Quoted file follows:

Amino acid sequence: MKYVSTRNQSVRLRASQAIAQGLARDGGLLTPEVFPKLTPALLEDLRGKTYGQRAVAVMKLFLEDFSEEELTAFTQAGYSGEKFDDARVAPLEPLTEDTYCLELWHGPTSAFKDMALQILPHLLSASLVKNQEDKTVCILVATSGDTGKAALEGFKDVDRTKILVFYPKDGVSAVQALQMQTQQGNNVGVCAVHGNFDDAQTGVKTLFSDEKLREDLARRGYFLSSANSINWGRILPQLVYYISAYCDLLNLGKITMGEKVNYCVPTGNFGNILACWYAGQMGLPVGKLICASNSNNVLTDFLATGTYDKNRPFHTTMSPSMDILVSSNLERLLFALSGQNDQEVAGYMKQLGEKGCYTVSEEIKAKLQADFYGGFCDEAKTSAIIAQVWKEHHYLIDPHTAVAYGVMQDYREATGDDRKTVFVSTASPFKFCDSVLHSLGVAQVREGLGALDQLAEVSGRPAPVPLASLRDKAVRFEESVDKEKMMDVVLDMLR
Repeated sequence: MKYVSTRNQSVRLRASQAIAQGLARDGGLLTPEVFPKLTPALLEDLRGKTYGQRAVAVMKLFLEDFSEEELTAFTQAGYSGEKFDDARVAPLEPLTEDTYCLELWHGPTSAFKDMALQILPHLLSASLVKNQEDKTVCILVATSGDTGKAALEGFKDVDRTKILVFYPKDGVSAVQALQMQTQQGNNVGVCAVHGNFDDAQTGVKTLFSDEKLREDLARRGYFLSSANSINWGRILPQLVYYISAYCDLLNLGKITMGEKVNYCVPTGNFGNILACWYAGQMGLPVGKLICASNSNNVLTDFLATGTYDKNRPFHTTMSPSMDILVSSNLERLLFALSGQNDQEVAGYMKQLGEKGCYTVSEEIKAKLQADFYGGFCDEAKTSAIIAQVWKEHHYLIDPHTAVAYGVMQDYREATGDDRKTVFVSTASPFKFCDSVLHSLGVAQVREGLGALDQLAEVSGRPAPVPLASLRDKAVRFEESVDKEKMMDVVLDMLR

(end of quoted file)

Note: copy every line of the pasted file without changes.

Amino acid sequence: MKYVSTRNQSVRLRASQAIAQGLARDGGLLTPEVFPKLTPALLEDLRGKTYGQRAVAVMKLFLEDFSEEELTAFTQAGYSGEKFDDARVAPLEPLTEDTYCLELWHGPTSAFKDMALQILPHLLSASLVKNQEDKTVCILVATSGDTGKAALEGFKDVDRTKILVFYPKDGVSAVQALQMQTQQGNNVGVCAVHGNFDDAQTGVKTLFSDEKLREDLARRGYFLSSANSINWGRILPQLVYYISAYCDLLNLGKITMGEKVNYCVPTGNFGNILACWYAGQMGLPVGKLICASNSNNVLTDFLATGTYDKNRPFHTTMSPSMDILVSSNLERLLFALSGQNDQEVAGYMKQLGEKGCYTVSEEIKAKLQADFYGGFCDEAKTSAIIAQVWKEHHYLIDPHTAVAYGVMQDYREATGDDRKTVFVSTASPFKFCDSVLHSLGVAQVREGLGALDQLAEVSGRPAPVPLASLRDKAVRFEESVDKEKMMDVVLDMLR
Repeated sequence: MKYVSTRNQSVRLRASQAIAQGLARDGGLLTPEVFPKLTPALLEDLRGKTYGQRAVAVMKLFLEDFSEEELTAFTQAGYSGEKFDDARVAPLEPLTEDTYCLELWHGPTSAFKDMALQILPHLLSASLVKNQEDKTVCILVATSGDTGKAALEGFKDVDRTKILVFYPKDGVSAVQALQMQTQQGNNVGVCAVHGNFDDAQTGVKTLFSDEKLREDLARRGYFLSSANSINWGRILPQLVYYISAYCDLLNLGKITMGEKVNYCVPTGNFGNILACWYAGQMGLPVGKLICASNSNNVLTDFLATGTYDKNRPFHTTMSPSMDILVSSNLERLLFALSGQNDQEVAGYMKQLGEKGCYTVSEEIKAKLQADFYGGFCDEAKTSAIIAQVWKEHHYLIDPHTAVAYGVMQDYREATGDDRKTVFVSTASPFKFCDSVLHSLGVAQVREGLGALDQLAEVSGRPAPVPLASLRDKAVRFEESVDKEKMMDVVLDMLR